Ann and Rud often said that Jay was their best professor, but that he was hard because he often gave them the final examination before giving them the class. But Jay's tutelage went far beyond that of his parents and his family. His friends and colleagues and, indeed, people from across the country and the world learned from Jay. As word spread this past week of Jay's passing, many of us in the Beach Center began to hear from people far and wide whose life had been touched by Jay. These were people who knew Jay personally, but also people who knew Jay only from the stories and pictures that Ann and Rud shared with audiences about his life.
I am reminded of the book Power of the Powerless by Christopher de Vinck, in which he tells the story of his brother, Oliver, who was born with severe, multiple disabilities. Writing several years after Oliver's death, de Vinck described Oliver as [quote] the weakest, most helpless human being I ever met,", but, also one of the most powerful human beings I ever met. He could do absolutely nothing," de Vinck wrote, "except breathe, sleep, and eat, and yet he was responsible for action, love, courage, and insight."
You glimpse Jay's power by the number and types of people gathered in this sanctuary and by the e-mails and letters and blogs and phone calls from around the country and around the world; in these, you sense the power in Jay's capacity to inspire others to action, to love, to take stances of moral courage, and, to gain new insights and visions for what might be possible.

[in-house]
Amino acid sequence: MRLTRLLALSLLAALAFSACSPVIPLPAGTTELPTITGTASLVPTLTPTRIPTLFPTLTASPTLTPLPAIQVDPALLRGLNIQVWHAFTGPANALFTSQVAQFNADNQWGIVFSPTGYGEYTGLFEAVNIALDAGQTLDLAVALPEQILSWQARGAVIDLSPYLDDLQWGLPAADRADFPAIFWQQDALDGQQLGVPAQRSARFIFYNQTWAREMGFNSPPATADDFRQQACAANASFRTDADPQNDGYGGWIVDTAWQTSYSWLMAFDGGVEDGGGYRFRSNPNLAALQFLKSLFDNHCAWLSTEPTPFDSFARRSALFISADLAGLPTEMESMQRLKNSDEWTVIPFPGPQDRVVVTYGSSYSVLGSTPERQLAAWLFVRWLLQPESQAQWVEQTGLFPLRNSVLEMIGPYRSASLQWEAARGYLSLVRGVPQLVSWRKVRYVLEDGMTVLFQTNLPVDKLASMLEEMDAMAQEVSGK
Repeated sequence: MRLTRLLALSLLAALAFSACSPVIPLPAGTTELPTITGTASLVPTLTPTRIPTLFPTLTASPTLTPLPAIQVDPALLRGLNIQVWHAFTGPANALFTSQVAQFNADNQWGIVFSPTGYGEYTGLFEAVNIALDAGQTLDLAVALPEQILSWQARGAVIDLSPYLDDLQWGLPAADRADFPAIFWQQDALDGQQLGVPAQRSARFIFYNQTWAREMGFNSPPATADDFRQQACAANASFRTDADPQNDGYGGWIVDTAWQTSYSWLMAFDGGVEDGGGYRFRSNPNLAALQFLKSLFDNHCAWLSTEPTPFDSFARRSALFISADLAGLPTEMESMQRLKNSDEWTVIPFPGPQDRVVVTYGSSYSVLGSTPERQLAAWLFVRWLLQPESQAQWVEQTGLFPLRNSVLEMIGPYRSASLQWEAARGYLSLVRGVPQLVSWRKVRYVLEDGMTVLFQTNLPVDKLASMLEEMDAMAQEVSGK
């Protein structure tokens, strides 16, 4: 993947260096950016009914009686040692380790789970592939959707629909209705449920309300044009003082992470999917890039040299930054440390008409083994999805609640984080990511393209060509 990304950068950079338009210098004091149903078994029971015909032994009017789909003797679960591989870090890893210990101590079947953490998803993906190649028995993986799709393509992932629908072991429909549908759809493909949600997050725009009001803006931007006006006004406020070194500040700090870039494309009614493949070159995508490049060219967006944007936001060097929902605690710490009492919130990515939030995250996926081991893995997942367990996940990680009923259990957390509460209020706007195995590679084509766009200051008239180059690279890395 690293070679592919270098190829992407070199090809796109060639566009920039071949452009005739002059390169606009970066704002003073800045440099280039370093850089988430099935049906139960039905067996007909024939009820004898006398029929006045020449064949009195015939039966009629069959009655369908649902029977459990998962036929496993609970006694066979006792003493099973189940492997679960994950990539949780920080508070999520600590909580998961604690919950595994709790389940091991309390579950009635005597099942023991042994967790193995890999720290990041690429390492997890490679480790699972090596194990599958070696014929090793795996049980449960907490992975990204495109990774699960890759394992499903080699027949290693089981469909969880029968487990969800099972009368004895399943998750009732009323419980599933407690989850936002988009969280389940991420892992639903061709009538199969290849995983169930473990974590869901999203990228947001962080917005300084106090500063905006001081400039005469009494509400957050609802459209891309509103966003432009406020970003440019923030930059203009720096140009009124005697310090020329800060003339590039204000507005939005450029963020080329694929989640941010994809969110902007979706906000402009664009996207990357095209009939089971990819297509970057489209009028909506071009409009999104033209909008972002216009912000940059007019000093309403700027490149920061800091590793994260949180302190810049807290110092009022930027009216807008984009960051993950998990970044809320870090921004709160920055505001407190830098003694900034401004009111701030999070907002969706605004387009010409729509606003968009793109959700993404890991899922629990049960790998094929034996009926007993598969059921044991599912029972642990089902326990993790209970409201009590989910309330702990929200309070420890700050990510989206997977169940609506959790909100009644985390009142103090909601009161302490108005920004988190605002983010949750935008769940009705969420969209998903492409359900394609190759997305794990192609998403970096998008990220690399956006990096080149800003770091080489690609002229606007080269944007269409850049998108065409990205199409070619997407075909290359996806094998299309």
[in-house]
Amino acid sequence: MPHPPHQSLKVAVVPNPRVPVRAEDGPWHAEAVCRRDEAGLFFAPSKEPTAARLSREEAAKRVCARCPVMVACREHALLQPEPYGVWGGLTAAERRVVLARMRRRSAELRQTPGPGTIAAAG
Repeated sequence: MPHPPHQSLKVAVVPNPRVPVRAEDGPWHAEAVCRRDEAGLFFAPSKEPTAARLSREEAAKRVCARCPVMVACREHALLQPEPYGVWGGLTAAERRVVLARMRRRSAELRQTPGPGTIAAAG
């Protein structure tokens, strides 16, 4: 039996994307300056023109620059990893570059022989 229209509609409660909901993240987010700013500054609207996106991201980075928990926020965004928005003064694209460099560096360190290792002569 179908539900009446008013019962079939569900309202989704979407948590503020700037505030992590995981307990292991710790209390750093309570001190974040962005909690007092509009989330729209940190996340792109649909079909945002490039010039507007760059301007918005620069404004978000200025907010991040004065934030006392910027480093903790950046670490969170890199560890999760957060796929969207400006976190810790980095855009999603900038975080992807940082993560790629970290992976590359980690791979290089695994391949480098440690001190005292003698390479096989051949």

The lessons Jay imparted were simple, but important in the context of our too often hectic lives. He reminded us to remember the holidays; to revel in family and loved ones; to live life with gusto; and to have favorite foods that excite you. But Jay's ultimate lesson to me came this week. When the press release announcing Jay's death was posted Wednesday night, I paused after I read the link from the KU home page to the news release. That link read: University mourns longtime employee Jay Turnbull.
Think about that for a moment. The headline could just as easily have read "University Mourns son of distinguished professors" or "University mourns special worker." Instead the headline points out a simple fact; that Jay was a person in and of himself, independent of who his parents were or whether he had a disability. He was a person who worked for 20 years and who contributed to the mission of the Beach Center, the Life Span Institute, the School of Education, and the university.
And in reflecting on that headline, and thinking about Jay and his impact on my life and the lives of others, I realized that the most important lesson Jay taught me was not really about the possible lives people with severe disabilities can lead, that people with severe disabilities could live in their own homes or perform meaningful work or lead a full social life. Those are important lessons, I know, but these lessons are really about the business of education or the rehabilitation business or the business of the myriad of professions that provided the supports that sustained Jay.
No, what Jay taught me, and what I believe he taught so many around the world who join us today to mourn his passing and celebrate his life, was that we are not in the education business or the rehabilitation business, or any other business; we are, each of us, in the dignity business. By the quality of his character and the example of his life, Jay reminds us of the dignity of living full lives; lives rich with friends and family and the dignity of work and the security of home and the joy and gift that is each day. Tennessee Williams wrote that "Life is an unanswered question but let us still believe in the dignity and importance of the question." Because of Jay, I know more about the dignity and importance of every person. I can think of few more important lessons to have imparted or a more important legacy to have left.
January 10, 2009